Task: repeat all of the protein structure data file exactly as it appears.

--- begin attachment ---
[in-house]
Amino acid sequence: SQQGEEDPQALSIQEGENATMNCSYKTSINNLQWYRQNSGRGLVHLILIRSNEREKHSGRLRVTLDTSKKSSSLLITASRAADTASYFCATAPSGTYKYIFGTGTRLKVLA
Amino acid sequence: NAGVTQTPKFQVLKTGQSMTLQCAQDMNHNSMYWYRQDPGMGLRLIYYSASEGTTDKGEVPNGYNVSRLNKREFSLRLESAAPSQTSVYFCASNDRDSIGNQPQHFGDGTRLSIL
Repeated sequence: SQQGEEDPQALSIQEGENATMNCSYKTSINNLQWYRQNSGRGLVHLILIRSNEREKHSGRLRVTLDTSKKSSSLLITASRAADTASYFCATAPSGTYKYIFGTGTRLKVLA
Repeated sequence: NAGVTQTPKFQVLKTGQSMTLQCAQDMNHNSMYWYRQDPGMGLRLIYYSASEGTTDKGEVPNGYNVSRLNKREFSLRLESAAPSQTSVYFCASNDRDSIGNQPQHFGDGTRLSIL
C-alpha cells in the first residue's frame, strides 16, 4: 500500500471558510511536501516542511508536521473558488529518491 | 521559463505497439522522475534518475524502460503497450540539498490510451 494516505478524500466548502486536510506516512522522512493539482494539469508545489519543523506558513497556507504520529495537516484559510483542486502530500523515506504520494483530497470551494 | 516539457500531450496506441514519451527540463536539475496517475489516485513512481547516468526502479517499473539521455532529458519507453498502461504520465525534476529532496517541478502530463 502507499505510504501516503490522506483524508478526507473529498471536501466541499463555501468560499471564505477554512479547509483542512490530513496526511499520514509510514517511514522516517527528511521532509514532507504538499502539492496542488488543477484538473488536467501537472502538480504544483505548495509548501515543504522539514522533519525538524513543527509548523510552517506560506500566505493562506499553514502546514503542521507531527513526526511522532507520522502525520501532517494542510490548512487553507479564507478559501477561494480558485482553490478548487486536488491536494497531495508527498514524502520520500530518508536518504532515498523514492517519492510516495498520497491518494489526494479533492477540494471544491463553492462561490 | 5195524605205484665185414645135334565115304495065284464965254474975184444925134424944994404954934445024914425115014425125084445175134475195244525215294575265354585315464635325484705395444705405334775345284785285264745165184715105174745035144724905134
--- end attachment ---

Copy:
[in-house]
Amino acid sequence: SQQGEEDPQALSIQEGENATMNCSYKTSINNLQWYRQNSGRGLVHLILIRSNEREKHSGRLRVTLDTSKKSSSLLITASRAADTASYFCATAPSGTYKYIFGTGTRLKVLA
Amino acid sequence: NAGVTQTPKFQVLKTGQSMTLQCAQDMNHNSMYWYRQDPGMGLRLIYYSASEGTTDKGEVPNGYNVSRLNKREFSLRLESAAPSQTSVYFCASNDRDSIGNQPQHFGDGTRLSIL
Repeated sequence: SQQGEEDPQALSIQEGENATMNCSYKTSINNLQWYRQNSGRGLVHLILIRSNEREKHSGRLRVTLDTSKKSSSLLITASRAADTASYFCATAPSGTYKYIFGTGTRLKVLA
Repeated sequence: NAGVTQTPKFQVLKTGQSMTLQCAQDMNHNSMYWYRQDPGMGLRLIYYSASEGTTDKGEVPNGYNVSRLNKREFSLRLESAAPSQTSVYFCASNDRDSIGNQPQHFGDGTRLSIL
C-alpha cells in the first residue's frame, strides 16, 4: 500500500471558510511536501516542511508536521473558488529518491 | 521559463505497439522522475534518475524502460503497450540539498490510451 494516505478524500466548502486536510506516512522522512493539482494539469508545489519543523506558513497556507504520529495537516484559510483542486502530500523515506504520494483530497470551494 | 516539457500531450496506441514519451527540463536539475496517475489516485513512481547516468526502479517499473539521455532529458519507453498502461504520465525534476529532496517541478502530463 502507499505510504501516503490522506483524508478526507473529498471536501466541499463555501468560499471564505477554512479547509483542512490530513496526511499520514509510514517511514522516517527528511521532509514532507504538499502539492496542488488543477484538473488536467501537472502538480504544483505548495509548501515543504522539514522533519525538524513543527509548523510552517506560506500566505493562506499553514502546514503542521507531527513526526511522532507520522502525520501532517494542510490548512487553507479564507478559501477561494480558485482553490478548487486536488491536494497531495508527498514524502520520500530518508536518504532515498523514492517519492510516495498520497491518494489526494479533492477540494471544491463553492462561490 | 5195524605205484665185414645135334565115304495065284464965254474975184444925134424944994404954934445024914425115014425125084445175134475195244525215294575265354585315464635325484705395444705405334775345284785285264745165184715105174745035144724905134